Glocer doesn’t believe every CEO is cut out to have a personal blog. He suggests CEOs ask themselves if they are comfortable writing their own staff announcements, news releases, etc. “If you find the act of writing short messages a burden, then you probably shouldn’t take on a blog because it will be painfully obvious to everyone that you’re not having fun.”
Blogs and Thought Leadership
The CEOs who take the plunge into blogging offer various reasons for doing so. Creating the opportunity to have informal conversations with customers, employees, partners and the media is a common motivation. Some CEOs target their blogs to get in front of a situation and appoint themselves thought leaders.
Sue Allon, CEO of Allonhill, a Denver-based provider of credit risk management services, started her blog to help establish her company’s reputation as a trusted independent party in the area of mortgage securitization due diligence. With her own name so identified with the company, building trust and a close association between the company and her personal brand became the strategic goal of her blog.
Her CEO blog has delivered benefits both externally and internally, according to Allon. “As an external recruiting tool, the blog has been stunningly effective,” she says, adding “we recently hired a top-notch COO who reached out to us after reading the blog. The company found a candidate tightly aligned with Allonhill’s values and saved a hefty executive recruiting company fee in the bargain.
Much of what Allon blogs on is focused on Allonhill’s organizational culture, which she considers critical to building the company’s reputation for diligence and integrity. “A recent survey determined that more than 95 percent of employees could articulate the corporate mission,” she says, a level of engagement few companies can match. “One way I know that our analysts are going to do their job properly is to have confidence that they buy into our mission.”
“While news releases are a necessary element of our communications, they are to my blog what formal wear is to business casual.”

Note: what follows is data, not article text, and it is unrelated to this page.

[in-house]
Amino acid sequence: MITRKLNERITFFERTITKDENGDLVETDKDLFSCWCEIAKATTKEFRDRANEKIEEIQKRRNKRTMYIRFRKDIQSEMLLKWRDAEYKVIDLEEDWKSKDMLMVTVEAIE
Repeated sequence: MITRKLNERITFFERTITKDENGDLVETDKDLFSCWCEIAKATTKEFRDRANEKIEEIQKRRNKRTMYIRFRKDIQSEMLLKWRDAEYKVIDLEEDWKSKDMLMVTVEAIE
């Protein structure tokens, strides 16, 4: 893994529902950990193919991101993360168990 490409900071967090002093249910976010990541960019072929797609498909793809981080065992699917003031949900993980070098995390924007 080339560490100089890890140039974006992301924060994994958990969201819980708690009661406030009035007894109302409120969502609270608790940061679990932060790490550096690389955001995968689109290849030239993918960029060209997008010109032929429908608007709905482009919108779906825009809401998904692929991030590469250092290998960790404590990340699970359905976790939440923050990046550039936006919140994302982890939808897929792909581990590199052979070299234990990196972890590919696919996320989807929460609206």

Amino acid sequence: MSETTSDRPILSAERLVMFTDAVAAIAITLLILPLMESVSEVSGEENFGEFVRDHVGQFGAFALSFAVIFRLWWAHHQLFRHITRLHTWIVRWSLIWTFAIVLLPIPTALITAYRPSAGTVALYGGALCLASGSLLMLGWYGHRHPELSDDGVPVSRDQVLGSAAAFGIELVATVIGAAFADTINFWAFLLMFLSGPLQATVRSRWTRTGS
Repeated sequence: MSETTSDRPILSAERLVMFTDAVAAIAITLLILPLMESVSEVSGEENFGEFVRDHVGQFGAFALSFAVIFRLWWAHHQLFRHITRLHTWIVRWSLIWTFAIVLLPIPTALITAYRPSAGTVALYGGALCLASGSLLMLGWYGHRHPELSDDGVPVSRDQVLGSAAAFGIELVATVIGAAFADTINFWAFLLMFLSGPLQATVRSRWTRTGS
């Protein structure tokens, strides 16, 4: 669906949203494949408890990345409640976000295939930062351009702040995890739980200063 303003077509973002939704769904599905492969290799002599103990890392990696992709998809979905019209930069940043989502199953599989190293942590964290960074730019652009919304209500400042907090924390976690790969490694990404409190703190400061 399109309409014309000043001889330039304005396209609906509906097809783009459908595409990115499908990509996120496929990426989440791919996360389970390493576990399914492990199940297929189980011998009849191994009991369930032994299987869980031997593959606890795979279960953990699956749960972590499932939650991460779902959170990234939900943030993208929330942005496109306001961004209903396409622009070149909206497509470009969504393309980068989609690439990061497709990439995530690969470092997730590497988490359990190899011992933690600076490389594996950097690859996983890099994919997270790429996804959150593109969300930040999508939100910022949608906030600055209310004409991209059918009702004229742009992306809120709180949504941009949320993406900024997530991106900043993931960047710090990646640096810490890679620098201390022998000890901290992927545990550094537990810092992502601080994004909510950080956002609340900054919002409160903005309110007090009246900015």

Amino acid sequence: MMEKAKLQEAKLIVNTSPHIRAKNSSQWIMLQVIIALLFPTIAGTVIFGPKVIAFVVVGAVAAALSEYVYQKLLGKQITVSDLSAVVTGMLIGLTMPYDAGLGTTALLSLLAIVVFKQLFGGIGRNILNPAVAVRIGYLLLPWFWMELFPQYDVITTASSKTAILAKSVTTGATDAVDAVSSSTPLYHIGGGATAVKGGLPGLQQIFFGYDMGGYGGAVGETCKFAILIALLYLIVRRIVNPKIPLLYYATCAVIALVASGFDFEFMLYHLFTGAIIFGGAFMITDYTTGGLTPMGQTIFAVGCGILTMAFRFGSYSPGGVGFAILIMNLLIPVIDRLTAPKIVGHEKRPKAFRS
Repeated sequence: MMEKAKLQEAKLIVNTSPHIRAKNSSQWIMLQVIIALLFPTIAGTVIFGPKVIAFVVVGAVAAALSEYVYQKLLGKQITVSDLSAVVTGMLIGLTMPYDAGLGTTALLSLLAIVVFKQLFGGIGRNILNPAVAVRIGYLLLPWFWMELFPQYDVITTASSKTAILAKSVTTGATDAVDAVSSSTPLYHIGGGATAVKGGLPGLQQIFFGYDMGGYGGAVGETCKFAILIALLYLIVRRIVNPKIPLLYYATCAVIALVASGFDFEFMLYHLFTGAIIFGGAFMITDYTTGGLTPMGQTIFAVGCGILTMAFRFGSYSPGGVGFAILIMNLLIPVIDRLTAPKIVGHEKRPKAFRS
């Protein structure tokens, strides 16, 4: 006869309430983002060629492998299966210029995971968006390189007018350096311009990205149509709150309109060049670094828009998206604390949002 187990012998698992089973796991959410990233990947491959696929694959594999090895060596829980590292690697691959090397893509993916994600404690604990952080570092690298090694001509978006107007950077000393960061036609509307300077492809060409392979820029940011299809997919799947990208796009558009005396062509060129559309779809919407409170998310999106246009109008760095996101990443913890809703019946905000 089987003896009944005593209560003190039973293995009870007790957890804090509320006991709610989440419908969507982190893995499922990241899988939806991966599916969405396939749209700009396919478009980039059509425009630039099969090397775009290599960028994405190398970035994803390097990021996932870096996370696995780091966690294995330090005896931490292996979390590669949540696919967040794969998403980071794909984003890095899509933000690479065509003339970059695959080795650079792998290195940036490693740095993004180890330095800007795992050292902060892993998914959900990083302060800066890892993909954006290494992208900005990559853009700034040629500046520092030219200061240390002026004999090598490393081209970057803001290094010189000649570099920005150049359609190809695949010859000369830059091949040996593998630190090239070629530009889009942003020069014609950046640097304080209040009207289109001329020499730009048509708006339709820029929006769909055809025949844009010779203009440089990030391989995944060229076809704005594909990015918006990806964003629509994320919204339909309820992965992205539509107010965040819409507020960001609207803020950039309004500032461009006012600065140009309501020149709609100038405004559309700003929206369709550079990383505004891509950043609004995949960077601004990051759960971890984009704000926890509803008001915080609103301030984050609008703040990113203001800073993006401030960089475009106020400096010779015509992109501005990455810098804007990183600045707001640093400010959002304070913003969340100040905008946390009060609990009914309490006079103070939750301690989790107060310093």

Penny Herscher, CEO of FirstRain, is fearless in mixing the personal with the professional in her blog, “The Grassy Road: A CEO at Work and Play in Silicon Valley and Beyond.” Based in San Mateo, Calif., FirstRain is a business intelligence monitoring company that helps executives ensure that they never miss critical events impacting their business. In her blog, Herscher recently mused about kite flying on Maui and company picnics, in addition to offering practical advice on how to run a board meeting and implementing a new vacation policy.
“It’s beneficial for potential customers, partners and associates to have a good sense of who I am, and to understand my thinking and the culture of FirstRain,” says Herscher, who gets up at each day at 5 a.m. to blog. The payoff? Negotiations with potential customers often become easier, she reports. “The blog creates a level of intimacy in negotiations that the customer controls if they choose to bring up a recent blog post.”
For the next several years, blogging is unlikely to be included in the job description of most executives. For now, CEO blogging is entirely optional, a nice-to-have supplemental channel for communicating with internal and external audiences, undertaken exclusively because individual CEOs sense its power. It’s like a high-wire circus act: With proper training, the risks are manageable but the impact is huge.
But CEOs take note: as social media becomes more integrated with traditional communications and reporting structures, blogging (in whatever form the rapidly evolving technology develops) will become more indispensable. The question, then, is whether there an advantage to starting a blog sooner rather than later?